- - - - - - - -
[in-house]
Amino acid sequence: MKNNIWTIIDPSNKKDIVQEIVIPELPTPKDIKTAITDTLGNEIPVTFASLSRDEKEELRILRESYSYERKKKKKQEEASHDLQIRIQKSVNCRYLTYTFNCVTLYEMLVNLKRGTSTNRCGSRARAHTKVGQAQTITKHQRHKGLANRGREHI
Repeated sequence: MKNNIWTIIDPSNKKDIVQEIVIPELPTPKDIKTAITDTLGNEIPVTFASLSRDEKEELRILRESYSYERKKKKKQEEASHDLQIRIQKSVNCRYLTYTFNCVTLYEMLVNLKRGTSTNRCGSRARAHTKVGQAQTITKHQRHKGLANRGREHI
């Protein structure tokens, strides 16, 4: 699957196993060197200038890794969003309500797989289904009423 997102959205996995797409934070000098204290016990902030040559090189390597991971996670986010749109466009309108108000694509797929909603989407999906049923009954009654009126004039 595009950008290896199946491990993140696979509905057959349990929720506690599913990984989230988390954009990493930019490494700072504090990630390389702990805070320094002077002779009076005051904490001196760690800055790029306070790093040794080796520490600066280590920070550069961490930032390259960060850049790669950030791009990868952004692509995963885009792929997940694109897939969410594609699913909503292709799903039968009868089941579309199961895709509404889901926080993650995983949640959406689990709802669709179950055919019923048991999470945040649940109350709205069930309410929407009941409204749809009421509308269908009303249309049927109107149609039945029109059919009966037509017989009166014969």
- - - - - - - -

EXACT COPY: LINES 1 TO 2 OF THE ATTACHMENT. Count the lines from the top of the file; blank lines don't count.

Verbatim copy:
[in-house]
Amino acid sequence: MKNNIWTIIDPSNKKDIVQEIVIPELPTPKDIKTAITDTLGNEIPVTFASLSRDEKEELRILRESYSYERKKKKKQEEASHDLQIRIQKSVNCRYLTYTFNCVTLYEMLVNLKRGTSTNRCGSRARAHTKVGQAQTITKHQRHKGLANRGREHI